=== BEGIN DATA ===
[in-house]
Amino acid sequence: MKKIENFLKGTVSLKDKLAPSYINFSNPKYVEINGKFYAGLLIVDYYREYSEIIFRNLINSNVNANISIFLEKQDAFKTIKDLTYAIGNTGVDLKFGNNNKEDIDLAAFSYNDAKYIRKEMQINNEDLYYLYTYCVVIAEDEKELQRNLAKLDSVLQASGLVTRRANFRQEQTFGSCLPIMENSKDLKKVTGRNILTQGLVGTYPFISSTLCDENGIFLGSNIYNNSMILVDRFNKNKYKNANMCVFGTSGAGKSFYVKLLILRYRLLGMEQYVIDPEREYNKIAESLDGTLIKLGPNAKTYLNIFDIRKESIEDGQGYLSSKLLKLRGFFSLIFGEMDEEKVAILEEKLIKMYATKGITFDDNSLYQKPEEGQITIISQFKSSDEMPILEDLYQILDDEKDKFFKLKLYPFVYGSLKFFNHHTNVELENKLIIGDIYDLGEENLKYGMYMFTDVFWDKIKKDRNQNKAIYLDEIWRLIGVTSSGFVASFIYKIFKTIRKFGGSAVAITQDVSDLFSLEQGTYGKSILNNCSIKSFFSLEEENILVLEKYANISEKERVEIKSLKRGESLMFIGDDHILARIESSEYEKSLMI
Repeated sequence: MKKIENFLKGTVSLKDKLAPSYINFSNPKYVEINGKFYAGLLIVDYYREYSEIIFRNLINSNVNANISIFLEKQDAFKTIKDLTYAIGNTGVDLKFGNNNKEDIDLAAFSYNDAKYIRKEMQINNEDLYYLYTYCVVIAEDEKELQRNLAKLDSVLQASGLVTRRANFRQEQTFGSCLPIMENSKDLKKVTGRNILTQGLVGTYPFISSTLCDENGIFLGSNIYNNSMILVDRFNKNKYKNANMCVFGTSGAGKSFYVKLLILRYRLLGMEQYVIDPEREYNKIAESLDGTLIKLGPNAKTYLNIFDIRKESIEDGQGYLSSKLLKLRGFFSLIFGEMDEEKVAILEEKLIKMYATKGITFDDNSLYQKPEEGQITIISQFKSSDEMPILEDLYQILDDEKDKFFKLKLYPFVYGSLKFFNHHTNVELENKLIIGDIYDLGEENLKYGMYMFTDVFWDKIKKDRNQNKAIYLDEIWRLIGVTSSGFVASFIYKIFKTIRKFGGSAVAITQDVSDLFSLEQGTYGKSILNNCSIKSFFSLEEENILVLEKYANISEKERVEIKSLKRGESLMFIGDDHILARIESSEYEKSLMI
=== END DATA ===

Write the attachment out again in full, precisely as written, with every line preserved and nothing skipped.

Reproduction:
[in-house]
Amino acid sequence: MKKIENFLKGTVSLKDKLAPSYINFSNPKYVEINGKFYAGLLIVDYYREYSEIIFRNLINSNVNANISIFLEKQDAFKTIKDLTYAIGNTGVDLKFGNNNKEDIDLAAFSYNDAKYIRKEMQINNEDLYYLYTYCVVIAEDEKELQRNLAKLDSVLQASGLVTRRANFRQEQTFGSCLPIMENSKDLKKVTGRNILTQGLVGTYPFISSTLCDENGIFLGSNIYNNSMILVDRFNKNKYKNANMCVFGTSGAGKSFYVKLLILRYRLLGMEQYVIDPEREYNKIAESLDGTLIKLGPNAKTYLNIFDIRKESIEDGQGYLSSKLLKLRGFFSLIFGEMDEEKVAILEEKLIKMYATKGITFDDNSLYQKPEEGQITIISQFKSSDEMPILEDLYQILDDEKDKFFKLKLYPFVYGSLKFFNHHTNVELENKLIIGDIYDLGEENLKYGMYMFTDVFWDKIKKDRNQNKAIYLDEIWRLIGVTSSGFVASFIYKIFKTIRKFGGSAVAITQDVSDLFSLEQGTYGKSILNNCSIKSFFSLEEENILVLEKYANISEKERVEIKSLKRGESLMFIGDDHILARIESSEYEKSLMI
Repeated sequence: MKKIENFLKGTVSLKDKLAPSYINFSNPKYVEINGKFYAGLLIVDYYREYSEIIFRNLINSNVNANISIFLEKQDAFKTIKDLTYAIGNTGVDLKFGNNNKEDIDLAAFSYNDAKYIRKEMQINNEDLYYLYTYCVVIAEDEKELQRNLAKLDSVLQASGLVTRRANFRQEQTFGSCLPIMENSKDLKKVTGRNILTQGLVGTYPFISSTLCDENGIFLGSNIYNNSMILVDRFNKNKYKNANMCVFGTSGAGKSFYVKLLILRYRLLGMEQYVIDPEREYNKIAESLDGTLIKLGPNAKTYLNIFDIRKESIEDGQGYLSSKLLKLRGFFSLIFGEMDEEKVAILEEKLIKMYATKGITFDDNSLYQKPEEGQITIISQFKSSDEMPILEDLYQILDDEKDKFFKLKLYPFVYGSLKFFNHHTNVELENKLIIGDIYDLGEENLKYGMYMFTDVFWDKIKKDRNQNKAIYLDEIWRLIGVTSSGFVASFIYKIFKTIRKFGGSAVAITQDVSDLFSLEQGTYGKSILNNCSIKSFFSLEEENILVLEKYANISEKERVEIKSLKRGESLMFIGDDHILARIESSEYEKSLMI